January 14, 2005

Success of charter schools debated

By Rebecca Trela
Scripps Howard Foundation Wire

WASHINGTON – Students in charter schools score about the same on reading and mathematics tests as their traditional public school peers, the National Assessment of Educational Progress reported recently.

The NAEP study, commonly known as “the nation’s report card,” was anticipated to definitively measure the merit of charter schools. Debate had escalated greatly after the American Federation of Teachers released a controversial report in August.

Charter schools have management and curriculum autonomy from public schools but are funded with public money. They are usually run by private groups.

It appears that the argument is far from over, however, as the NAEP report yielded almost the same numbers as the AFT assessment – but AFT’s conclusion was that charter school students perform a bit behind traditional school students. The difference lies in the details, apparently – the fight is about statistics.

“The numbers are very similar, obviously, because we were using the same data,” said Nancy Van Meter, a policy analyst at AFT. The teachers’ union used different methods to analyze the data, which was collected in 2003.

Van Meter noted several important differences, though: “If you look at the kids who are eligible for free/reduced lunch, charter school kids score lower.”

The number of children eligible for free or reduced-price lunches is a rough measure of poverty in the student body.

NAEP, which compared a sampling of fourth grade students in 150 of approximately 2,700 charter schools with “matched” school districts (where the charter students would have attended), found that the public students scored six points higher on mathematics tests. This, according to the National Center for Education Statistics, is a “statically significant” number – enough to say that charter schools underperform on math tests.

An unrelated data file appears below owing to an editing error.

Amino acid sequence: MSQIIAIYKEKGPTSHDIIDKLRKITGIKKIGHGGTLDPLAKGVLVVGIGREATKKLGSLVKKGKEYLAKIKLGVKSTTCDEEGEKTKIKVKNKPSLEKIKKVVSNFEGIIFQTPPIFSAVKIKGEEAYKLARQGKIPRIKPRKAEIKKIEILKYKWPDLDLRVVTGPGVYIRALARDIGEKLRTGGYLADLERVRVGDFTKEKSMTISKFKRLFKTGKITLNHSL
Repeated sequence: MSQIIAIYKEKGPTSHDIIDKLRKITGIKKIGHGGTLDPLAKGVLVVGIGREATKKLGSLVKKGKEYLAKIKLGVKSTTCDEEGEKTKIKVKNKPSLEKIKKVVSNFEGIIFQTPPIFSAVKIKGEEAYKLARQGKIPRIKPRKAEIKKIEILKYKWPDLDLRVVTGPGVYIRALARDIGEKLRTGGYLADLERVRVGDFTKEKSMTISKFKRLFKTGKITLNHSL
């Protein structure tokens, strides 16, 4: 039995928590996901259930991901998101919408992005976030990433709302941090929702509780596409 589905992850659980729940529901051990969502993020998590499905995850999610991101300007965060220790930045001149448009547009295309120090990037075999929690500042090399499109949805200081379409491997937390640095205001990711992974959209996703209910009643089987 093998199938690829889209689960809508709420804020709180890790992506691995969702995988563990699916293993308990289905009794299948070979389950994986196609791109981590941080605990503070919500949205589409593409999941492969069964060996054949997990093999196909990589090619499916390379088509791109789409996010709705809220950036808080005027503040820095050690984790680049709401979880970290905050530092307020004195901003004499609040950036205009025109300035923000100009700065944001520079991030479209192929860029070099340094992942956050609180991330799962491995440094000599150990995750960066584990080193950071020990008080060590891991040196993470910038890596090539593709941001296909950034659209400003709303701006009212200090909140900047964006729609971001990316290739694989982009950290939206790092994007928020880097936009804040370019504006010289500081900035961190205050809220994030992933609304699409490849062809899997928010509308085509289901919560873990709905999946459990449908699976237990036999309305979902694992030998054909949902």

The reading assessment, however, showed that charter school students lagged behind by only five points – a statistically insignificant difference, as NAEP put it.

Van Meter pointed out a number of ways in which the numbers could be compared to give different results, although her organization’s official stance is that public school students performed better.

“The folks who attacked our analysis argued strongly that charter schools were educating the most disadvantaged kids,” said Van Meter. “What you see from this data is that kids in charter schools are not a whole lot more likely to be low income than regular school kids.”

In much of the debate about charter schools, proponents argued the nontraditional offerings would serve Hispanics, blacks, urban and poor children especially. Most studies now agree, though, that poor students are just as likely to attend one school as the other.

“I think that raises a concern,” said Van Meter. “What these scores reveal is that we’re actually not seeing better results among poorer kids, as promised.”

When stratified by race, the test differences were statistically much smaller or nonexistent. Hispanic students at a charter school are likely to score about the same on a reading test as Hispanic students at a traditional public school.

So which type of school is better for kids? “I think the answer is, it depends,” Van Meter said. “You’re getting a lot of good information … important issues that you would want to raise if you’re looking at either a regular school or a charter school.”

She said that because charter schools vary so much by state, a parent’s choice could vary as well.

The NAEP study also came under fire for other concerns, which commissioners hope to work out for the 2005 study.

“We weren’t able to take into account students’ performance before entering a charter school,” said Peggy Carr, associate NAEP commissioner. “We’re currently working on a follow-up study.”

Carr also said that the study doesn’t take into account parental satisfaction with the schools and their children’s performance.

“Most charter schools receive less, on average, per student than most regular schools,” said Deputy Secretary of Education Eugene Hickok. “Given that they’re spending less per student and performing just as well … we should be pleased by that.”

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